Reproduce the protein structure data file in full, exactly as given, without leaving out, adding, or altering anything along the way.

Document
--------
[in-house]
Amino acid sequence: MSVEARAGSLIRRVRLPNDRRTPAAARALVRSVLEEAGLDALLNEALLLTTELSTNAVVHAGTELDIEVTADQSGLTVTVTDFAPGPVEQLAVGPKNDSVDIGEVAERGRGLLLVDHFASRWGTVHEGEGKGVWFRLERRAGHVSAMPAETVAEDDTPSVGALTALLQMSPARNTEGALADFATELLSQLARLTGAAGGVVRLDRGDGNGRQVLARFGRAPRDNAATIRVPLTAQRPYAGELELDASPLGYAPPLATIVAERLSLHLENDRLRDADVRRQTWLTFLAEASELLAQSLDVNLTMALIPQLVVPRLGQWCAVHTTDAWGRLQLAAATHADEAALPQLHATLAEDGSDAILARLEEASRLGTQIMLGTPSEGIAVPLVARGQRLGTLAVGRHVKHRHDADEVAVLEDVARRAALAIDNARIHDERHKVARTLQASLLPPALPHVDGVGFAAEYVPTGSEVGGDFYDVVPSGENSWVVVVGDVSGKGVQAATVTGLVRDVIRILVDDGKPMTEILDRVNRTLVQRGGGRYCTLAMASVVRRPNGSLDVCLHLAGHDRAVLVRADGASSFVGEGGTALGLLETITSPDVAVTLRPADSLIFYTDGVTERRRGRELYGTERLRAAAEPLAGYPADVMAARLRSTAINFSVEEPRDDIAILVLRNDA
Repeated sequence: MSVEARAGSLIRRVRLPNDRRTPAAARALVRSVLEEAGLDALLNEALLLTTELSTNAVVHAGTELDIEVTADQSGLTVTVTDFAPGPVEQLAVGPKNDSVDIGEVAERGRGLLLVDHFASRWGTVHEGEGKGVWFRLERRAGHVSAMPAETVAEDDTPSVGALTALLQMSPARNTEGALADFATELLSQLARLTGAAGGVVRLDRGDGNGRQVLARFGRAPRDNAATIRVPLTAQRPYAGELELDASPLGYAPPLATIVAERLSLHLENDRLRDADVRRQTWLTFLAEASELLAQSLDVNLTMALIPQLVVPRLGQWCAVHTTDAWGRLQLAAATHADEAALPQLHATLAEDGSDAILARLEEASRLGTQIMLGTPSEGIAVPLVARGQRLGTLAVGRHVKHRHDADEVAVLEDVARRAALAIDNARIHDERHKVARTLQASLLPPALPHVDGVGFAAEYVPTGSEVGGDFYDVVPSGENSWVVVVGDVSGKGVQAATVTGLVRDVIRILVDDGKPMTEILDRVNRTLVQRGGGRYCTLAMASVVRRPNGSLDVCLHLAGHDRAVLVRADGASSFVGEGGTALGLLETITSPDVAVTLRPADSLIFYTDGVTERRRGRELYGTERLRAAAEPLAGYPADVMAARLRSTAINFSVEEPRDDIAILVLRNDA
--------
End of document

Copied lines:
[in-house]
Amino acid sequence: MSVEARAGSLIRRVRLPNDRRTPAAARALVRSVLEEAGLDALLNEALLLTTELSTNAVVHAGTELDIEVTADQSGLTVTVTDFAPGPVEQLAVGPKNDSVDIGEVAERGRGLLLVDHFASRWGTVHEGEGKGVWFRLERRAGHVSAMPAETVAEDDTPSVGALTALLQMSPARNTEGALADFATELLSQLARLTGAAGGVVRLDRGDGNGRQVLARFGRAPRDNAATIRVPLTAQRPYAGELELDASPLGYAPPLATIVAERLSLHLENDRLRDADVRRQTWLTFLAEASELLAQSLDVNLTMALIPQLVVPRLGQWCAVHTTDAWGRLQLAAATHADEAALPQLHATLAEDGSDAILARLEEASRLGTQIMLGTPSEGIAVPLVARGQRLGTLAVGRHVKHRHDADEVAVLEDVARRAALAIDNARIHDERHKVARTLQASLLPPALPHVDGVGFAAEYVPTGSEVGGDFYDVVPSGENSWVVVVGDVSGKGVQAATVTGLVRDVIRILVDDGKPMTEILDRVNRTLVQRGGGRYCTLAMASVVRRPNGSLDVCLHLAGHDRAVLVRADGASSFVGEGGTALGLLETITSPDVAVTLRPADSLIFYTDGVTERRRGRELYGTERLRAAAEPLAGYPADVMAARLRSTAINFSVEEPRDDIAILVLRNDA
Repeated sequence: MSVEARAGSLIRRVRLPNDRRTPAAARALVRSVLEEAGLDALLNEALLLTTELSTNAVVHAGTELDIEVTADQSGLTVTVTDFAPGPVEQLAVGPKNDSVDIGEVAERGRGLLLVDHFASRWGTVHEGEGKGVWFRLERRAGHVSAMPAETVAEDDTPSVGALTALLQMSPARNTEGALADFATELLSQLARLTGAAGGVVRLDRGDGNGRQVLARFGRAPRDNAATIRVPLTAQRPYAGELELDASPLGYAPPLATIVAERLSLHLENDRLRDADVRRQTWLTFLAEASELLAQSLDVNLTMALIPQLVVPRLGQWCAVHTTDAWGRLQLAAATHADEAALPQLHATLAEDGSDAILARLEEASRLGTQIMLGTPSEGIAVPLVARGQRLGTLAVGRHVKHRHDADEVAVLEDVARRAALAIDNARIHDERHKVARTLQASLLPPALPHVDGVGFAAEYVPTGSEVGGDFYDVVPSGENSWVVVVGDVSGKGVQAATVTGLVRDVIRILVDDGKPMTEILDRVNRTLVQRGGGRYCTLAMASVVRRPNGSLDVCLHLAGHDRAVLVRADGASSFVGEGGTALGLLETITSPDVAVTLRPADSLIFYTDGVTERRRGRELYGTERLRAAAEPLAGYPADVMAARLRSTAINFSVEEPRDDIAILVLRNDA